Consider an adversarial training-scheme for solving goal-misgeneralization, ( here i consider Redwood Research’s work on “Adversarial Training for High-Stakes Reliability”).
Consider a model that was trained to perform a specific task. To guarantee worst-case performance for this model, we need to have bounds for its outputs in adversarial examples. However, it is not feasible to run the model in the actual environment because it could lead to unwanted consequences.
Therefore, we can use a prediction-head to generate a simulated version of the trajectory that the model might undergo. We can train a classifier from the output of the prediction-head to classify whether the AI system exhibits goal-misgeneralization in an adversarial manner. The model can then be penalized for misgeneralization behavior, and the policy obtained can be distilled into a newer model iteratively. We can use this prediction-head to build another model that can act as a classifier and distill the conservative policy (model) into a newer one.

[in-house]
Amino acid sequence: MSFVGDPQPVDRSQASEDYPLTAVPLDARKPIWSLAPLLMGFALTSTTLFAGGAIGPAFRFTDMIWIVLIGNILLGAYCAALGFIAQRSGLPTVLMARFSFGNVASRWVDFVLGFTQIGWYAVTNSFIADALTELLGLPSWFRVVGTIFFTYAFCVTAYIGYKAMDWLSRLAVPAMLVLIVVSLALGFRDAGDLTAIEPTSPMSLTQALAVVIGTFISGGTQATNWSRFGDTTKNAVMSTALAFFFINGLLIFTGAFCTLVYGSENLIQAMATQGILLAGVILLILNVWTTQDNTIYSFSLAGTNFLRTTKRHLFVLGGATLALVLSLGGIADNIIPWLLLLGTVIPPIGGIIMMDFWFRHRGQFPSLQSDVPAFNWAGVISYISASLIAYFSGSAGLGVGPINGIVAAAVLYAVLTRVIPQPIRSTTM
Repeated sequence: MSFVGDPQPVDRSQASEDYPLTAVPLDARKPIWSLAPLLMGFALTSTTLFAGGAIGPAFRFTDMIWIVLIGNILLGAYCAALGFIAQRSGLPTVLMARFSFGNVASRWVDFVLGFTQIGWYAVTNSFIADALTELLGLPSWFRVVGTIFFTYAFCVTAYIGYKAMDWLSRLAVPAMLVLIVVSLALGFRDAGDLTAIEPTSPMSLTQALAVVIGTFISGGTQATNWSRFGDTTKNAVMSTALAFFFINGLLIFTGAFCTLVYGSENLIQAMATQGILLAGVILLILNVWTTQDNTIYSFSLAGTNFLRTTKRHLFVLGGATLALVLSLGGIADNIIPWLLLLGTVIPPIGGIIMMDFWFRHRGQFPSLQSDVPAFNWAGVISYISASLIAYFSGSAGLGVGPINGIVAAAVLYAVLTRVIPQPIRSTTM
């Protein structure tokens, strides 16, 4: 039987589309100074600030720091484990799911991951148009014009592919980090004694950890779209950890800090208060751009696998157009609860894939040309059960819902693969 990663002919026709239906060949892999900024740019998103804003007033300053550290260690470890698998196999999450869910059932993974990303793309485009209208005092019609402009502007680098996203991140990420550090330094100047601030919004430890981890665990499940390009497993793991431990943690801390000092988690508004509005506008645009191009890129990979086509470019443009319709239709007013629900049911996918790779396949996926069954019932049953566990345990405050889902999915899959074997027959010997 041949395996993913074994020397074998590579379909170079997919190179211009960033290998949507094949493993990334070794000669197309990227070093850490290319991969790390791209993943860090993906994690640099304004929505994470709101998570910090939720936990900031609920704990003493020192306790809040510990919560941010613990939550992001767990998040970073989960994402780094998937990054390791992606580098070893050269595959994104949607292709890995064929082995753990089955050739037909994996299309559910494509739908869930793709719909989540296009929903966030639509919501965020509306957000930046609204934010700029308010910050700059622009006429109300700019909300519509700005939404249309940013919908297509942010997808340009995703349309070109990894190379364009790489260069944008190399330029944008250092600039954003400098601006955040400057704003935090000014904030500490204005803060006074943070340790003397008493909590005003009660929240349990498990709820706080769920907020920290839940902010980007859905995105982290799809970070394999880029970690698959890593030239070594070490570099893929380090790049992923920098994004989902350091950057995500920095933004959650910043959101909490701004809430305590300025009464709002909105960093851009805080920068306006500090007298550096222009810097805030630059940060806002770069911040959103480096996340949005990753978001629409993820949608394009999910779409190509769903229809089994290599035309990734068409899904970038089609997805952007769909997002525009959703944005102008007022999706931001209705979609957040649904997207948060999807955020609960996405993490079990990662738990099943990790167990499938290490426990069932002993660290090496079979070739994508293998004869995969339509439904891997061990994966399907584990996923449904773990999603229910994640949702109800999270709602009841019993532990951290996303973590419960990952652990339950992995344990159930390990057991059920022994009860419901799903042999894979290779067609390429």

However, this is only possible when the prediction-head is not deceiving, which is essentially the same as the ELK problem.